The other, even more significant problem is the fact that stabilization can eliminate the motion, but not the motion blur (there really is no trick in the VFX book to kill motion blur in the footage). Bottom line: stabilizing a shaky cam is not an ideal solution – use it as a last resort only.
5. Keep safety wires behind the actors
Removing safety wires and rigs is standard VFX fare. But not all wire removal shots are equal, and some can turn out to be very difficult and expensive. If wires (or other parts of the rig) cross in front of the actor, it will take some difficult reconstruction of the actor’s moving face, body, and clothing to remove them. On one sequence, we had 3 wire removal shots; in two of them, the wires were mostly over the sky, and the shots took half a day each to complete. In the third shot, the wires were in front of the actors. That shot took over a week to finish.
6. Shadow alert
Strong cast shadows on a sun-lit green screen can seriously damage the success of the shot, and you want to do anything you can to avoid this. On a sunny day, it’s best to set up the screen against the sun so that it’s fully in shadow (and the actors won’t cast their own shadows on the screen).
There are several excellent apps (like SunSurveyor or Sun Seeker) that can tell you precisely where the sun will be at any time based on location and date. These are very helpful when you are setting up the green screen ahead of time, and want to figure out the best angle.
7. Don’t let elements break frame
When shooting VFX elements, you naturally want to have the element as big as possible in the frame for optimal resolution and quality. But you should also make sure that no part of the element breaks frame. Partial elements that get abruptly cut off are useless. There’s not much you can do with three-quarters of a dust hit or two-thirds of a water splash. Do a test run, and if the element breaks frame, pull the camera back, Also keep in mind: avoid using extreme wide lenses, as these add too much perspective distortion.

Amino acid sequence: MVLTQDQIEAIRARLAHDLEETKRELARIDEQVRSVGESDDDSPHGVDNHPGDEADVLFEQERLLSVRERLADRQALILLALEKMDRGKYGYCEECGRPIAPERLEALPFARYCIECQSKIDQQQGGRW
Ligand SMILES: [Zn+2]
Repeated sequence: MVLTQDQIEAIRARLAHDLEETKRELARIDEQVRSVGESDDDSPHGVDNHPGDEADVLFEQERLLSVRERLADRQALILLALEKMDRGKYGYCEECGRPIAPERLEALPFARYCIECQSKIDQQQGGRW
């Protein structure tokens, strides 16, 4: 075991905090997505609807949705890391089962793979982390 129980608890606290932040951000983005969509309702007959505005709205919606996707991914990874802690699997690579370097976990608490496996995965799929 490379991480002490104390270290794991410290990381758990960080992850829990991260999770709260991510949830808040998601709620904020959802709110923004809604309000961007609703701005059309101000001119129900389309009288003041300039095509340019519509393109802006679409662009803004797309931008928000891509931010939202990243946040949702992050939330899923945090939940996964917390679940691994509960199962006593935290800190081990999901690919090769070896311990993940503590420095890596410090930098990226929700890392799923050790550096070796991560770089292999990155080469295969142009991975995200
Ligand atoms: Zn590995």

8. Shoot VFX elements at high frame rate
Whether you are shooting elements of smoke, fire, debris, blood squibs, dust hits or splashes, it’s almost always better to shoot at a higher frame rate. This allows the VFX team to use the elements at a slower speed and still maintain full quality. Slowing down elements to make them feel bigger is a tried and tested technique.
The only thing that is lost when shooting at high frame rate is some amount of motion blur, but even if the element ends up being used at its original speed, the missing motion blur can be easily added back by the VFX team when the element is retimed.
9. Black is the new green—sometimes
Green screens work well for people, or cars, or horses—basically anything that’s mostly solid. But semi-transparent elements like fire or water don’t extract well from a green screen. With a black screen, the extraction process is not based on hue but on luminosity. Black screens are perfect for shooting light-emitting elements like flames, sparks, muzzle flashes, explosions, and flares, and usually work better than green for splashes, rain, snow and steam.
10. On set reference imagery is invaluable
Reference images of the set and its surroundings are indispensable for a variety of VFX tasks, from camera tracking to matte painting. This is usually done by the VFX supervisor or the VFX data wrangler, but even on days when no one from the VFX team is present on set, a PA (or anyone form the crew) can take a few snapshots around (after all, you never know which shot might end up being a VFX shot).
In addition to simple snapshots, spherical HDR images are crucial for lighting CG elements. These may sound complicated, but in my book, I show how they can be captured by practically anyone with just a mid-level consumer DSLR and a nodal tripod head.